Friday, March 02, 2007

Wasted?

Another one of these conservative memes that's having no traction with me is this idea that calling the American lives lost in Iraq "wasted" (as both Obama and McCain have in recent weeks) is somehow offensive. James Taranto attempts to explain it today, defending McCain's apology, in which he clarified that he should have said "sacrificed":
What's odd about this is that waste and sacrifice are opposites. To sacrifice is to give up something of value to oneself for the sake of something more valuable that transcends the self. To waste is to give up something of value for the sake of something of lesser or no value. A sacrifice is an unselfish act; a waste is an act of misdirected selfishness.
OK, fine. I agree with those definitions. He then proceeds:
If a young man goes out, gets drunk, gets behind the wheel of his car, crashes and dies, it is fair to say he has wasted his life. That's quite different from a young man who loses his life in the course of doing dangerous work in the service of his country.
I can agree with that, too. But what's that got to do with what McCain or Obama said? Both politicians referred not to the soldiers or marines wasting their own lives, but to the country or its leadership wasting the lives of its military. If you send a bunch of soldiers out to another country and they get killed in a failing mission because you failed to come up with a reasonable plan to stabilize that country, then yes, you've wasted their lives. The soldiers weren't the ones who screwed up the mission, it was the leadership. Saying that we've wasted lives in Iraq is a critique of the leadership, not the soldiers.

Not content to find offense where there is no legitimate offense, Taranto then tries some extremely twisted logic to claim that McCain's apology shows his motives were pure, while Obama is somehow still a jerk:
Obama's initial statement was crystal clear; his "explanation" was a cloud of smoke. Obviously he meant what he said in the first place... But here is the difference: McCain's statement tells us something worrying about his personal character; Obama's tells us something terrifying about his ideological character.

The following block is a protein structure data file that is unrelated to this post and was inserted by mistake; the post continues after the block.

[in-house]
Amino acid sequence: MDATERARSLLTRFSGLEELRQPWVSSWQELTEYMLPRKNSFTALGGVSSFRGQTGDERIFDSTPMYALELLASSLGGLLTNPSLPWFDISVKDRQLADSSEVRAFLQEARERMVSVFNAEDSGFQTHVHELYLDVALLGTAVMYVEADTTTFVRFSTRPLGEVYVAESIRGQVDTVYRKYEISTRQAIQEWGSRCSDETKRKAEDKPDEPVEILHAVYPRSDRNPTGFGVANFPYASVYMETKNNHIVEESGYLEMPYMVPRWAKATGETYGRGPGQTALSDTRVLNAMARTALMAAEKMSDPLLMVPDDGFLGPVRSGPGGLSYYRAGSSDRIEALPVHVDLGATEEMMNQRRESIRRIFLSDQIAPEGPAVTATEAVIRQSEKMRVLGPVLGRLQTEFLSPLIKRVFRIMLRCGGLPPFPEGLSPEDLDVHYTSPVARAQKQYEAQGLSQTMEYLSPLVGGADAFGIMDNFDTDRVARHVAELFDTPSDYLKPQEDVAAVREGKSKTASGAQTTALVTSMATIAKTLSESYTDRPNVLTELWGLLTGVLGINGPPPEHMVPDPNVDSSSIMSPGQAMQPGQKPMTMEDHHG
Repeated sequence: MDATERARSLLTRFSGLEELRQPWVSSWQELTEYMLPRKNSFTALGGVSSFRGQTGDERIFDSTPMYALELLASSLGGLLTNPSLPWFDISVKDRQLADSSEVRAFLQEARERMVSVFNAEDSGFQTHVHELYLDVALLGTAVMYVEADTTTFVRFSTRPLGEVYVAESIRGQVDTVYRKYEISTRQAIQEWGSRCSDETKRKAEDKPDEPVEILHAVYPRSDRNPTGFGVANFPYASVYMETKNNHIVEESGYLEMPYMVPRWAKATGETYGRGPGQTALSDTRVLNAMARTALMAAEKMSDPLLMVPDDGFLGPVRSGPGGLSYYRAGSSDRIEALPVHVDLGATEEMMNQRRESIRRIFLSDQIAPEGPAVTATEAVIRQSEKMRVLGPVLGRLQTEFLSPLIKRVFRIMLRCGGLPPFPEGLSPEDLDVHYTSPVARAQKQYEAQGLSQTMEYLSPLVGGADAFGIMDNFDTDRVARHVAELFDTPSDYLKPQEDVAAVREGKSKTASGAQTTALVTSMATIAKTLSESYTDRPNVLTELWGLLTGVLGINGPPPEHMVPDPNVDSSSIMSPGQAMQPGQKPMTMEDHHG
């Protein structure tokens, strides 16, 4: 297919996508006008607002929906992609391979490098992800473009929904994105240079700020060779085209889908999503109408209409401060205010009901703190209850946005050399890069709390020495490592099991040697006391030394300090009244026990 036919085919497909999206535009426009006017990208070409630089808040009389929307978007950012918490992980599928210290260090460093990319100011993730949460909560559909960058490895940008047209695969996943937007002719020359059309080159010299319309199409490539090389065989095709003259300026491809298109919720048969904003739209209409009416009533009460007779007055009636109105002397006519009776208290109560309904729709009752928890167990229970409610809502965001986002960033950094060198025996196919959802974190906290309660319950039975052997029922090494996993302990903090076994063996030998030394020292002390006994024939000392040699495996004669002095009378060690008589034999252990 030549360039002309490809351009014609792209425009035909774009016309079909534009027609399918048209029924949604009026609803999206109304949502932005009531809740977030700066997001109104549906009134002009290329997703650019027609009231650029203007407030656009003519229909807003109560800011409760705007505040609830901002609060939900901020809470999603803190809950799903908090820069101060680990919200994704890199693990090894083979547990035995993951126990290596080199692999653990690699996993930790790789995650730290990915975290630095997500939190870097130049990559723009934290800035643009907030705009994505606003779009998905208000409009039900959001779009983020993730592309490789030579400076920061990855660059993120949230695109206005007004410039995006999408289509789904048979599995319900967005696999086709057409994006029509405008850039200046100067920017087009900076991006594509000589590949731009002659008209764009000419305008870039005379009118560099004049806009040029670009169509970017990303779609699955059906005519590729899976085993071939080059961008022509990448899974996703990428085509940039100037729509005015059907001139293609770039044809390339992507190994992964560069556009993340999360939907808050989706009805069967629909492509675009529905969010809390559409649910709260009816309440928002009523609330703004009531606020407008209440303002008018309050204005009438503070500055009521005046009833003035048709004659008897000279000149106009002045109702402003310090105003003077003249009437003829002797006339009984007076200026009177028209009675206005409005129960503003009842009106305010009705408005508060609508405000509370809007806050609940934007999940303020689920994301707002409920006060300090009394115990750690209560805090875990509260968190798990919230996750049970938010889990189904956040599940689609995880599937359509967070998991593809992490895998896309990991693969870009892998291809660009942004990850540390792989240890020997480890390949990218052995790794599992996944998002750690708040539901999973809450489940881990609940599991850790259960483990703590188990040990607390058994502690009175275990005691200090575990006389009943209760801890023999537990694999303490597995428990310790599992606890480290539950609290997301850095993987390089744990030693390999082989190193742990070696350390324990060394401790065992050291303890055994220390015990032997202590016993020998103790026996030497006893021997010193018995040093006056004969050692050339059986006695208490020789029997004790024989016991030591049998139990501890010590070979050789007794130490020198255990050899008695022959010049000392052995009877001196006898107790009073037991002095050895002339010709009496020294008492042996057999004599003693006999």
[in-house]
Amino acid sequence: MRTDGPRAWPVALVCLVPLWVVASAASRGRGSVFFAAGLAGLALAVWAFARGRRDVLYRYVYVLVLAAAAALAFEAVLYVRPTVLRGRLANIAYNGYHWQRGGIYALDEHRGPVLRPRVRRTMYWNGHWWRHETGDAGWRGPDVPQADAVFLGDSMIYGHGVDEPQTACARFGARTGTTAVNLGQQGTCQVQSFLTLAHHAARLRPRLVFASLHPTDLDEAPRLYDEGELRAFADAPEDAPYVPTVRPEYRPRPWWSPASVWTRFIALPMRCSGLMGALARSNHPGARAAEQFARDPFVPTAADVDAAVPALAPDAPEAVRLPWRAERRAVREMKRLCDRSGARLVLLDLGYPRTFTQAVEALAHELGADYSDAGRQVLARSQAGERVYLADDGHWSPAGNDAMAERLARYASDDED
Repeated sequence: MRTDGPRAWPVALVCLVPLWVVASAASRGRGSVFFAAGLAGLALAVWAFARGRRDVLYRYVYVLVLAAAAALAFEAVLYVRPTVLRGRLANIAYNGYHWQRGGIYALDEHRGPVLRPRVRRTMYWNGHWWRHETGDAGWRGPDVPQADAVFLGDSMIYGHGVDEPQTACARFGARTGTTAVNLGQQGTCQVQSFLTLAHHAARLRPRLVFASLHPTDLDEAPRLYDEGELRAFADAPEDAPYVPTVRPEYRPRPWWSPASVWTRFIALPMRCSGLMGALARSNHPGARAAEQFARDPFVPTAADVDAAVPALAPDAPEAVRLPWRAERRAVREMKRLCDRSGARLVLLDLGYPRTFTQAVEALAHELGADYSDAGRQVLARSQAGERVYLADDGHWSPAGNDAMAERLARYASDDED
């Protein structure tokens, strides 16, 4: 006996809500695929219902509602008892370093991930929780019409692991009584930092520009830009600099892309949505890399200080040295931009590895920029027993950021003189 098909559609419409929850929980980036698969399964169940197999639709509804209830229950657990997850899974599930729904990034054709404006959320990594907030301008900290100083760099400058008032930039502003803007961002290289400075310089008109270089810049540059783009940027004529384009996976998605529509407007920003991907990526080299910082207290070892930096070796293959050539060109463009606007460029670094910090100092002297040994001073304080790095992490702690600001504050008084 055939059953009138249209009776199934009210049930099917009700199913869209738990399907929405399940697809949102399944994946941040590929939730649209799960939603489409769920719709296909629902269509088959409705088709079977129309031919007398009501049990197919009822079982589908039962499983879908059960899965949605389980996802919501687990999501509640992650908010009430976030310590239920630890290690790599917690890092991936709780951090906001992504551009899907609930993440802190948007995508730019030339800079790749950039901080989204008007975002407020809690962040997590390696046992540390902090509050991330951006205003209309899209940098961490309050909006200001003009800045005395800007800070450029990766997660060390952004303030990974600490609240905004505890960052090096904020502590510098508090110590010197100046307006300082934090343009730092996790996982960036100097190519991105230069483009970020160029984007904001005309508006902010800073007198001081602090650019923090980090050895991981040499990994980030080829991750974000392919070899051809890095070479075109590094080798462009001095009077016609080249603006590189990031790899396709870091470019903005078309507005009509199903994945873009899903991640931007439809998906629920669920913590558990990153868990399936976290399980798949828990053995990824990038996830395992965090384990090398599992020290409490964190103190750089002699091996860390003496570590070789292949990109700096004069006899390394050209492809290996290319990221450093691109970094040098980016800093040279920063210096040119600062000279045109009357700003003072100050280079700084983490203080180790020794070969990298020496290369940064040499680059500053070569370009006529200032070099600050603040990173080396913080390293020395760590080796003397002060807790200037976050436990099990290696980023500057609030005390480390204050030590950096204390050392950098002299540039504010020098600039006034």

Huh? Yeah, Obama meant it... he really does believe Bush has done a lousy job running the war. So does the majority of the country.

A broader point here is that as much as conservatives have railed against "political correctness" over the past decade-plus, over time they've certainly learned to play the game themselves. Say the word "wasted" anywhere in conjunction with soldiers' lives, and your ideology is "terrifying." Note that many people enter the military because they lack other job opportunities, and you're an unpatriotic jerk (yes, John Kerry's "botched joke" was crass, but no, not everyone joining the military is doing so for patriotic reasons untainted by economic considerations), etc. etc.

Conservatives are enforcing their own system of doublespeak and untouchable opinions. Remember the attempt to introduce "homicide bombers" into the lexicon? I once heard a talk radio host claim that illegal immigrants weren't "immigrants" after all because "immigrant" only applied to people who came here legally. He preferred just the term "illegal" as a noun, which, besides being questionable grammatically, is a poor term because it doesn't specify what they've done that's illegal. On the other side of the conventional political divide, it's the same reason why "pro-choice" is an obfuscating term to describe the advocacy of legalized abortion. Those vague terms are used, though, because they rephrase the debate in ways that are favorable to those who use them. What law-abiding citizen would be in favor of an "illegal?" Who is against "choice" in the abstract?